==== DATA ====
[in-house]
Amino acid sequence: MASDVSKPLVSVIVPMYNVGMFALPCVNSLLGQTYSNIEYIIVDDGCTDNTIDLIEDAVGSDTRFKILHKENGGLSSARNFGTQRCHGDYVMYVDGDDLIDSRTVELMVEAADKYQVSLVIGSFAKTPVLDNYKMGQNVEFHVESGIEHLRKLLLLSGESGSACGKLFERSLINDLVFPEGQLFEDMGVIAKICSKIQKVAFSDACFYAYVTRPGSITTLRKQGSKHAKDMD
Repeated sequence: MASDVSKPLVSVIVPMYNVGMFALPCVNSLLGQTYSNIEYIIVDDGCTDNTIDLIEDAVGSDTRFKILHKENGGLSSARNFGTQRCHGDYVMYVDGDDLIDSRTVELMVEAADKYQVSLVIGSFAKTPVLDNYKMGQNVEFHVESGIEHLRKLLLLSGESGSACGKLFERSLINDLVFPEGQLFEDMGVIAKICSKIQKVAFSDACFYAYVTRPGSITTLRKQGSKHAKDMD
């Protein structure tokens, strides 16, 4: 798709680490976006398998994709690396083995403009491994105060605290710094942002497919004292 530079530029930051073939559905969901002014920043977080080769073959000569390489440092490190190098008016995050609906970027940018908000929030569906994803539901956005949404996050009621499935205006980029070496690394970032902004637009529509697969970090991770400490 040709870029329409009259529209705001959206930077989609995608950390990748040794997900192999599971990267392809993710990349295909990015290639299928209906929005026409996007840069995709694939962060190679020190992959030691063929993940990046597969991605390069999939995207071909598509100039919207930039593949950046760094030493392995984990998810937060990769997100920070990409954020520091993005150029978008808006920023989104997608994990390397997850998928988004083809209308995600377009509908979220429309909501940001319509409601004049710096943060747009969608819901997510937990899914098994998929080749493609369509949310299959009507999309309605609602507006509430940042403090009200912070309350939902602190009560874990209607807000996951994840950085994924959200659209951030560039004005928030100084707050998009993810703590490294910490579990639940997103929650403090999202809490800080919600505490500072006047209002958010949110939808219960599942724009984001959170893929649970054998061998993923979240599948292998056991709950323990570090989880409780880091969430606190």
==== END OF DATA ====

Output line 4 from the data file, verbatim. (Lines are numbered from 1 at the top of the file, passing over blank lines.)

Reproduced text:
């Protein structure tokens, strides 16, 4: 798709680490976006398998994709690396083995403009491994105060605290710094942002497919004292 530079530029930051073939559905969901002014920043977080080769073959000569390489440092490190190098008016995050609906970027940018908000929030569906994803539901956005949404996050009621499935205006980029070496690394970032902004637009529509697969970090991770400490 040709870029329409009259529209705001959206930077989609995608950390990748040794997900192999599971990267392809993710990349295909990015290639299928209906929005026409996007840069995709694939962060190679020190992959030691063929993940990046597969991605390069999939995207071909598509100039919207930039593949950046760094030493392995984990998810937060990769997100920070990409954020520091993005150029978008808006920023989104997608994990390397997850998928988004083809209308995600377009509908979220429309909501940001319509409601004049710096943060747009969608819901997510937990899914098994998929080749493609369509949310299959009507999309309605609602507006509430940042403090009200912070309350939902602190009560874990209607807000996951994840950085994924959200659209951030560039004005928030100084707050998009993810703590490294910490579990639940997103929650403090999202809490800080919600505490500072006047209002958010949110939808219960599942724009984001959170893929649970054998061998993923979240599948292998056991709950323990570090989880409780880091969430606190």